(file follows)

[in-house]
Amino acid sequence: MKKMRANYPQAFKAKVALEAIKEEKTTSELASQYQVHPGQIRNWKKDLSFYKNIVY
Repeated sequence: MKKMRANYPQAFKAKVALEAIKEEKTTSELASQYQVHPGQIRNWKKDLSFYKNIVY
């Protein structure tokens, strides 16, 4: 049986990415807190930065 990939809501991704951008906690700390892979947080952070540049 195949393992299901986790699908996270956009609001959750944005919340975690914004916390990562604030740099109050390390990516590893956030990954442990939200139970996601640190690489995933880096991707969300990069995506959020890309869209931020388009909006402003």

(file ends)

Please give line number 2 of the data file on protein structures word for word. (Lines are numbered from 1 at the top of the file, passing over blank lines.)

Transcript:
Amino acid sequence: MKKMRANYPQAFKAKVALEAIKEEKTTSELASQYQVHPGQIRNWKKDLSFYKNIVY